You can see how well used the greenhouse is.  The bit of space you can see on the floor is actually normally occupied by a Bottlebrush plant, grown from seed, which I am toying with planting out this year as it is just getting too big to be overwintered in the greenhouse and I think the plant needs to get its roots down into the soil.

I also have two 3 tier cold frames which are full at the moment with overwintering perennial seedlings, and more pots which I am hoping to spot some seeds germinating in soon. My goal this year is to do a better job of growing on seedlings which is my weakness.

Thank to Julie for hosting this meme which is meant to be posted around the 11th of the month.

13 Comments on “Greenhouse Review – March 2015

  1. it is a great idea for a meme. I understand what you mean when you say scatter gun approach, sometimes we nee dto do that to find out what it is we want to do

  2. Your plants are looking good in their winter abode. My greenhouse is the same size as yours, lean-to, but that’s all the space I could afford. But I love it, and maximise its use. Already it has newly potted dahlias, sweet peas, cosmos, and cut-and-come again salad. But yes, in an ideal world, we’d all have 12×8 cedar greenhouses, wouldn’t we.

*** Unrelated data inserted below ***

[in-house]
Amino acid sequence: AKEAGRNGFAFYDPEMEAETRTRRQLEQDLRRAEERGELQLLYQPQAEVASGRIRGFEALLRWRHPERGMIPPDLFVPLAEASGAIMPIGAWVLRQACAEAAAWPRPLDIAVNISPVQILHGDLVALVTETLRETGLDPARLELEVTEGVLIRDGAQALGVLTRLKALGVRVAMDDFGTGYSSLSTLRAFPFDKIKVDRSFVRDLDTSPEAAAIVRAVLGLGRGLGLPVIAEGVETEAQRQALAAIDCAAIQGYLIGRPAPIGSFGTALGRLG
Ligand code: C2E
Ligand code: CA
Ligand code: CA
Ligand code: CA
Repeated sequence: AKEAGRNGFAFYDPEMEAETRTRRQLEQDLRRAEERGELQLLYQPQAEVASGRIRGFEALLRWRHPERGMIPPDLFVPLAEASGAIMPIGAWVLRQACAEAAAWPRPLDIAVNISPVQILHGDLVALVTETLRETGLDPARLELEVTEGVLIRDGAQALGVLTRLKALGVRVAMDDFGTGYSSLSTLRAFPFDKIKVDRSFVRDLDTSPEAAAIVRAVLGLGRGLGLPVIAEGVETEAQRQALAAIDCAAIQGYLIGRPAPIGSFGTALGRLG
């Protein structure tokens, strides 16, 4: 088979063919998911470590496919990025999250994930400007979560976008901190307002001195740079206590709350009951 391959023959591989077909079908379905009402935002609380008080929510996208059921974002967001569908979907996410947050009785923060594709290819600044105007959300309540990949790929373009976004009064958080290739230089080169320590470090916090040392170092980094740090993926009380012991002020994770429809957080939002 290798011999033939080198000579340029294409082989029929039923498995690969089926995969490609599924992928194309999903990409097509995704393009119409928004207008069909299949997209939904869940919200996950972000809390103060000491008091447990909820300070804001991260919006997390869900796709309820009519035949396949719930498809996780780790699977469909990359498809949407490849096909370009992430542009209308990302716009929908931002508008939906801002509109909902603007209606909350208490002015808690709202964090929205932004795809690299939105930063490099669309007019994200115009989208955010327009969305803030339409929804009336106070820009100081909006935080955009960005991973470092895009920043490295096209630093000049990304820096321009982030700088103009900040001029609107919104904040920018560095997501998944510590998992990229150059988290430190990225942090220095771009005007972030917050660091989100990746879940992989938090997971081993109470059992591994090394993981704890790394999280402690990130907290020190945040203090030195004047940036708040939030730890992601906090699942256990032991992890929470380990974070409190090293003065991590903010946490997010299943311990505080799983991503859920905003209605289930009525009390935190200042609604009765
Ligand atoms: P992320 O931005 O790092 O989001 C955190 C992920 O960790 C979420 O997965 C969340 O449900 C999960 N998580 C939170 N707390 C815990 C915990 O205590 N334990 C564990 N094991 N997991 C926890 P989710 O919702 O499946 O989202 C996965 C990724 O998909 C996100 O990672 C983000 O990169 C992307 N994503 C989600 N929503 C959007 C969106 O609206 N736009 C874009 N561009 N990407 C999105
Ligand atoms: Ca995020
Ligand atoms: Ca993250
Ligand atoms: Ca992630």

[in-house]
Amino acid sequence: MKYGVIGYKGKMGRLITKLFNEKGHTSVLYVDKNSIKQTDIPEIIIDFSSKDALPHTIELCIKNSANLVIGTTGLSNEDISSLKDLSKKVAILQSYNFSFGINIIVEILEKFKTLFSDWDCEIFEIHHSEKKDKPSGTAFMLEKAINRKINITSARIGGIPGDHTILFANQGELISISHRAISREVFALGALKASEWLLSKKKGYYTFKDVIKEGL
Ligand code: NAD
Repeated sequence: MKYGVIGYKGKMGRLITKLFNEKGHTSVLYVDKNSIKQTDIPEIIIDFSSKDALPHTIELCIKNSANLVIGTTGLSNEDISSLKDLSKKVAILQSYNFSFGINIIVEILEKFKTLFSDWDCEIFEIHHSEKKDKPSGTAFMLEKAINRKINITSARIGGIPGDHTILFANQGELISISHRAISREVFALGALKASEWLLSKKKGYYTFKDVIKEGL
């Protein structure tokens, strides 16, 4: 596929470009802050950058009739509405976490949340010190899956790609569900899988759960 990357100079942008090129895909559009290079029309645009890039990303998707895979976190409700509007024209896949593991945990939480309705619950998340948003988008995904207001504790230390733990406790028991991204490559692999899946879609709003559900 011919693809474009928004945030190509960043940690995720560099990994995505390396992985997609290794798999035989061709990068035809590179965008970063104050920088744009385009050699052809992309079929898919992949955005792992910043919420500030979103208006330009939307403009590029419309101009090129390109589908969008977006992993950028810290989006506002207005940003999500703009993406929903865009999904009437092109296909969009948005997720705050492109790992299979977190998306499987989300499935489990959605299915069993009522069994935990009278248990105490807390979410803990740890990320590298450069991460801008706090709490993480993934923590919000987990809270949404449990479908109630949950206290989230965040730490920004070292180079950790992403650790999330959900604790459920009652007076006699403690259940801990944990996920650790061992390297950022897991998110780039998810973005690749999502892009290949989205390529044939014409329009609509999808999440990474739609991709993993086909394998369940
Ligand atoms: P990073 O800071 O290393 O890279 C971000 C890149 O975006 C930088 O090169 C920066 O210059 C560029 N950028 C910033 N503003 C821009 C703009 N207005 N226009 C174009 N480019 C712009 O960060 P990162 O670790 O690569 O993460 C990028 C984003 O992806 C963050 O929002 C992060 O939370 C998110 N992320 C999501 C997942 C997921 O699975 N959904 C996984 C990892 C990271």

3. The greenhouse comes into its own at this time of year, there is always something new to see! Sadly I do still have to grow tomatoes, even if I don’t eat them (!) but the rest of the year it is for me alone. Not good news that you have had losses though.

  4. Hi – I can’t figure out why you try to grow some of your plants (aeoliums? spelling? etc when your conditions are too cold. When I think of mine just bung a piece in and it grows to a branched 1/2 metre in a year – why bother? You have so many lovely cold weather plants that don’t do well here just concentrate on them! I always bang on about not growing peonies as too warm and just buy a huge bunch for my birthday in November!! You can grow lovely plants like these! I grow different plants in Auckland than when I lived in Christchurch. Pelogoniums in sun facing shelter under an overhang as they were frost tender. Here they just grow! Good luck!

  5. Your greenhouse looks fantastic! Ive built myself a little one at home from old sliding doors, and the best use for it I have is keeping my basil growing all year round and getting seedlings started!

    • Hi kmfinigan – re basil – Luckily I live in sunny warm Whangapararoa, just north of Auckland and my basil is going crazy. I make pesto to enjoy with crackers and also freeze it for pasta, taking for a ‘plate’ opps you probably don’t know what a ‘plate’ is – it is when invited to someones home for drinks or whatever we like to contribute so catering not all on the hosts shoulders. Many a time Brits still don’t know our traditions! My recipe is say – a pressed cup of basil leaves, 1/2 cup NZ prize winning olive oil, 2/3 cloves garlic whiz together, squeeze of lemon, 1/2 cup pinenuts – or cashews/almonds and 1/2 cup grated parmesan cheese – or feta is nice. Add more oil if a bit thick. May look a little dark on top but just stir and green colour comes back. Enjoy ps if you don’t have enough basil can add parsley. Oh yes I also made a corriander one and quite strong but yum!